Saturday, January 17, 2009

limitation periods and discoverability

"...While at common law ignorance of or mistake as to the extent of damages does not delay time under a limitation period, under Ontario’s no‑fault insurance scheme at the time of the accident the starting point is when the damages are known to comprise “permanent serious impairment” within the meaning of s. 266(1) of the Insurance Act. Section 266 effectively bars actions for recovery in tort unless a certain level of physical injury, permanent in nature and entailing serious impairment of an important bodily function, is met. The right of action referred to in s. 206(1) of the Highway Traffic Act must mean an action that is not excluded by s. 266(1) of the Insurance Act. This view is strengthened by s. 266(3), which allows for a pre‑trial motion on the issue of the existence of a cause of action. Under s. 206(1) of the Highway Traffic Act, there is no cause of action until the injury meets the statutory exceptions to liability immunity. The discoverability principle applies to avoid the injustice of precluding an action before the person is able to sue. Time under s. 206(1) does not begin to run until it is reasonably discoverable that the injury meets the threshold of s. 266(1). While the respondents knew of some injury, they did not know prior to June 1993 that the damage MP sustained as a result of the first accident was a herniated disc, and it cannot be said that they ought to have discovered the serious nature of the damage earlier. As the action was started within two years of the time when they first learned that they had a cause of action, it is not statute‑barred...."

"...15 There is one issue in this appeal. The question is whether the discoverability rule applies to the limitation period in s. 206(1) HTA. Included in a consideration of this question are issues related to the implementation of the province of Ontario’s no-fault insurance scheme and rationales behind limitation periods such as s. 206(1) HTA as it existed in 1990...."

"...34 Short limitation periods indicate that the legislature put a premium on their function as a statute of repose. This is one of the three rationales which serve society and the courts’ continued interest in maintaining the respect of these statutes. Whatever interest a defendant may have in the universal application of a limitation period must be balanced against the concerns of fairness to the plaintiff who was unaware that his injuries met the conditions precedent to commencing an action: Murphy v. Welsh, supra; M. (K.) v. M. (H.), 1992 CanLII 31 (S.C.C.), [1992] 3 S.C.R. 6. All the rationales were set out in M. (K.) v. M. (H.), where this Court considered the Limitations Act, R.S.O. 1980, c. 240 (now R.S.O. 1990, c. L.15), in order to determine the time of accrual of the cause of action in a manner consistent with its purposes (at pp. 29-30):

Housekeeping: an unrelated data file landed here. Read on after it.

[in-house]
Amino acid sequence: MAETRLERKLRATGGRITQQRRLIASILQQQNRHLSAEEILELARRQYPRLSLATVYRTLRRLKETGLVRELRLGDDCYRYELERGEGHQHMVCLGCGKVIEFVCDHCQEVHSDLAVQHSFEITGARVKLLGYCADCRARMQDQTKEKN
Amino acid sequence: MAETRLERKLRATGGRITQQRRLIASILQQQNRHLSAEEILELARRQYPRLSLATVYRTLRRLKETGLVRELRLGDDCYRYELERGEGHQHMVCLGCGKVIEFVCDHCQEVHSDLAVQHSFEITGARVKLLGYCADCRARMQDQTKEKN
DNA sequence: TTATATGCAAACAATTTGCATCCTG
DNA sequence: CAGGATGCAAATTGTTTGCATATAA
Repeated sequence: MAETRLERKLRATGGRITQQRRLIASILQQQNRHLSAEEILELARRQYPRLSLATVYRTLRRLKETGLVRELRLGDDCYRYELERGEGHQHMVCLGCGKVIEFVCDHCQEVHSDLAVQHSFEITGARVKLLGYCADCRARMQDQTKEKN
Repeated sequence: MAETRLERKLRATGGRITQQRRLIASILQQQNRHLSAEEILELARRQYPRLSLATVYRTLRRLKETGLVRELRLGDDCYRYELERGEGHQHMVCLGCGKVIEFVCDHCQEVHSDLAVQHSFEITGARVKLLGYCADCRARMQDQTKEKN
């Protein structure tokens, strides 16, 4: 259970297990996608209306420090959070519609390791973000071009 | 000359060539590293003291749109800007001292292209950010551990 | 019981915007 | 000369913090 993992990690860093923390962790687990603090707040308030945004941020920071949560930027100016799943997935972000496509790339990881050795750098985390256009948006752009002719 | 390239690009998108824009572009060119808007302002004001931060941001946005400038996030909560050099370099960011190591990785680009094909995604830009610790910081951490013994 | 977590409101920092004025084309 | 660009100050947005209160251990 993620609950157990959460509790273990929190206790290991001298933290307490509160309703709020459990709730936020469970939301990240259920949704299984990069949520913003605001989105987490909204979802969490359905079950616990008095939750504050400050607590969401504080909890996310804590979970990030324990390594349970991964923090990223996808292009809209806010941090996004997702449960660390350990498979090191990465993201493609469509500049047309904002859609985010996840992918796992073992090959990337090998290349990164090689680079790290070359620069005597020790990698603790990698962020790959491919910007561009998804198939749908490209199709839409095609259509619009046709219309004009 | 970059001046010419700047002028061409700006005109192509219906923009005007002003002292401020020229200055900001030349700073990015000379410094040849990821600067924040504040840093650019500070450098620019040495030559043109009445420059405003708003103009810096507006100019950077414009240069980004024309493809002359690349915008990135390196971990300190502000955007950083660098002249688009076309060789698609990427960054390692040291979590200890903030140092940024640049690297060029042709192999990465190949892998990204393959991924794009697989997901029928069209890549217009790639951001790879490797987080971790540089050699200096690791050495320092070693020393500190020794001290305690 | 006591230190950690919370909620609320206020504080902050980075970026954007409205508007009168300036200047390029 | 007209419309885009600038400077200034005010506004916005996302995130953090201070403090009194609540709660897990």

There are three, and they may be described as the certainty, evidentiary, and diligence rationales. . . .

Statutes of limitations have long been said to be statutes of repose. . . . The reasoning is straightforward enough. There comes a time, it is said, when a potential defendant should be secure in his reasonable expectation that he will not be held to account for ancient obligations. . . .

The second rationale is evidentiary and concerns the desire to foreclose claims based on stale evidence. Once the limitation period has lapsed, the potential defendant should no longer be concerned about the preservation of evidence relevant to the claim. . . .

Finally, plaintiffs are expected to act diligently and not “sleep on their rights”; statutes of limitation are an incentive for plaintiffs to bring suit in a timely fashion...."

"...37 In this regard, I adopt Twaddle J.A.’s statement in Fehr v. Jacob (1993), 14 C.C.L.T. (2d) 200 (Man. C.A.), at p. 206, that the discoverability rule is an interpretive tool for the construing of limitations statutes which ought to be considered each time a limitations provision is in issue:

In my opinion, the judge-made discoverability rule is nothing more than a rule of construction. Whenever a statute requires an action to be commenced within a specified time from the happening of a specific event, the statutory language must be construed. When time runs from “the accrual of the cause of action” or from some other event which can be construed as occurring only when the injured party has knowledge of the injury sustained, the judge-made discoverability rule applies. But, when time runs from an event which clearly occurs without regard to the injured party’s knowledge, the judge-made discoverability rule may not extend the period the legislature has prescribed..."

"...43 As a matter of law, I do not think that the existence of a cause of action was reasonably discoverable until the respondents learned that Mr. Peixeiro had a herniated disc. Therefore, the respondents’ action is not statute-barred, as it was started within two years of the time when they first learned that they had a cause of action...."

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